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Research In Motion Ltd.'s (RIM-T) new CEO Thorsten Heins has begun getting rid of high-level staff at the troubled smartphone giant, according to a source close to the company.
Among the casualties, Jim Balsillie, former co-CEO, has resigned from the board.
The announcements came as the company reported grim fourth-quarter results in which it missed on earnings again, with revenues of $4.2 billion.
BlackBerry sales were down 21 percent from last quarter.
Revenue for the fiscal year ended March 3, 2012 was $18.4 billion, down 7 percent from $19.9 billion in fiscal 2011.
Ahead of RIM reporting fourth-quarter and year-end financial results on Thursday after markets close, a source with knowledge of Heins' actions said RIM executives at the senior vice-president and vice-president levels had been told they no longer had jobs on Thursday.
"Lots of high level people within RIM were let go today," this person said. "Quite a few. Big shake up."
Sales and marketing staff, which were targeted for layoffs in the summer, have been targeted yet again, according to this person.
Few expected RIM's results to be good. The only question analysts had were how bad the results would be and what changes Heins was beginning to implement at the smartphone maker, which has lost market share to Apple Inc. and Google Inc.'s Android platform.
RIM said when it announced its third-quarter earnings that it expected to see fourth-quarter revenues of between $4.6 billion and $4.9 billion, earnings per share of between $0.80 and $0.95, and a gross margin of approximately 38 percent.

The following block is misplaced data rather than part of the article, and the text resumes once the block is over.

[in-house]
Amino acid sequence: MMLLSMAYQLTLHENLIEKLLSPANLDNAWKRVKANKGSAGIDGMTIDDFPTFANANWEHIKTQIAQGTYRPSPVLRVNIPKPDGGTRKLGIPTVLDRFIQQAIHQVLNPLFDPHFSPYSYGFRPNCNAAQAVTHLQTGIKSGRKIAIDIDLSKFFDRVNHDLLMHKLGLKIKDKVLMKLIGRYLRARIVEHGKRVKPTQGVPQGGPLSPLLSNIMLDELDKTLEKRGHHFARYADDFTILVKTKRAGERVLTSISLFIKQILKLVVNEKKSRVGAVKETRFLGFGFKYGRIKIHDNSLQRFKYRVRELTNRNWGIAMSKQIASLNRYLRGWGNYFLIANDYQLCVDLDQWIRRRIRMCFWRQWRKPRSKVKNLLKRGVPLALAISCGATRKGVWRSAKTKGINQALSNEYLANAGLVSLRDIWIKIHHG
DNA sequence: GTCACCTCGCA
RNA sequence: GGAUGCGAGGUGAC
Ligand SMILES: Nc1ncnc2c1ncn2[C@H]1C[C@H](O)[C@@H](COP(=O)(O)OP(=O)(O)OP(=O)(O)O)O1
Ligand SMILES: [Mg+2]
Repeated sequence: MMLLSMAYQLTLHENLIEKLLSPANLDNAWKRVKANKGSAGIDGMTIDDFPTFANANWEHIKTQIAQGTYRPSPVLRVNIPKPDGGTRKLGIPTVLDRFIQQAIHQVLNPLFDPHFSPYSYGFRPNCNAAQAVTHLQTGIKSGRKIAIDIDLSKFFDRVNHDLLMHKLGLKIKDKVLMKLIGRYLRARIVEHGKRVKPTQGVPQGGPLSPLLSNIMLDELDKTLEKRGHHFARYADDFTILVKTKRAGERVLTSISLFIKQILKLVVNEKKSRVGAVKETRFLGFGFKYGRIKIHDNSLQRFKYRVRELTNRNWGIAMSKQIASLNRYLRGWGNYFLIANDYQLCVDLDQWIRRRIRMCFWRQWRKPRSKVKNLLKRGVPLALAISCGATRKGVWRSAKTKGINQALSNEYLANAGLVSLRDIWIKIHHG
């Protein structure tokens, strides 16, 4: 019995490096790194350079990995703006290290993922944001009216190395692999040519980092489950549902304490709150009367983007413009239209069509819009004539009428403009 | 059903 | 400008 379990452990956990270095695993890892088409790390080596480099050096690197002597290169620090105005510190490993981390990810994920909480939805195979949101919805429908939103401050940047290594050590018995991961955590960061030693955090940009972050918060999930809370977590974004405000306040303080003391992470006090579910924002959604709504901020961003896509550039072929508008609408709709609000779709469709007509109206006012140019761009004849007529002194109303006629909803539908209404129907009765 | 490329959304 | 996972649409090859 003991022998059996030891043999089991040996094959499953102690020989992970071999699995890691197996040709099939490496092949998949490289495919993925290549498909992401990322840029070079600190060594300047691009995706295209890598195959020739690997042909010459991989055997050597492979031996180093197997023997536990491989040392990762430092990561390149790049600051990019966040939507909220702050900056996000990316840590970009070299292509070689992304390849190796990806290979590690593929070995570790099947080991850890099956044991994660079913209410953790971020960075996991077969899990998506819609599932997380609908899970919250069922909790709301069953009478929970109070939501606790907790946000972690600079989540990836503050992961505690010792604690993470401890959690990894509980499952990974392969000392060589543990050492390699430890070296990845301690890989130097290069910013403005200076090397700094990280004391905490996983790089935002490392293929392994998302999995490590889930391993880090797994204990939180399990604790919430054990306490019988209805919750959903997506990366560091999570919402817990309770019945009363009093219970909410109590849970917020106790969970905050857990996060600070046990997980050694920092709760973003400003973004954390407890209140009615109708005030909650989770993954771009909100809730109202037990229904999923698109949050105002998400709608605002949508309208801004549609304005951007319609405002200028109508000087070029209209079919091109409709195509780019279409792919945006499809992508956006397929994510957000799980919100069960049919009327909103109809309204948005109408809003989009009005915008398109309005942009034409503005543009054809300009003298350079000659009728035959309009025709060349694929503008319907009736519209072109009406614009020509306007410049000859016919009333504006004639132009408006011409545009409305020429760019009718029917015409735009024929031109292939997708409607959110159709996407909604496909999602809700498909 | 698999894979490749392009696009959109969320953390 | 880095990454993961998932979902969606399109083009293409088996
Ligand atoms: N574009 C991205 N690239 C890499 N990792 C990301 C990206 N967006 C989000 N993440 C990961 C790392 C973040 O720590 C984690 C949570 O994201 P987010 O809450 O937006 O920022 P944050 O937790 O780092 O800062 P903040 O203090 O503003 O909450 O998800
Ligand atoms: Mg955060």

The Waterloo, Ont.-based technology company also said it expected to ship between 11 million and 12 million smartphones.
Bay Street and Wall Street analysts in recent weeks have been universally bearish on the company, with many forecasting that RIM would miss its earnings guidance and announce that BlackBerry sales were slowing.
Several analysts have also raised other issues, either through an analysis of long-term trends or through channel checks. Some have pointed out that the strong overseas growth that has carried RIM through recent quarters may be slowing, and that demand seems to be slowing for RIM's current crop of "aging" BlackBerry 7 smartphones, such as its flagship touch screen BlackBerry Bold 9900.
"The company is on a declining trajectory and there is little reason to think this is going to change with the current strategy," wrote BGC Financial L.P. technology analyst Colin Gillis in a note to clients this week. "Our take is that customers view the brand as yesterday's phone, and (mobile application) developers are not building for the platform."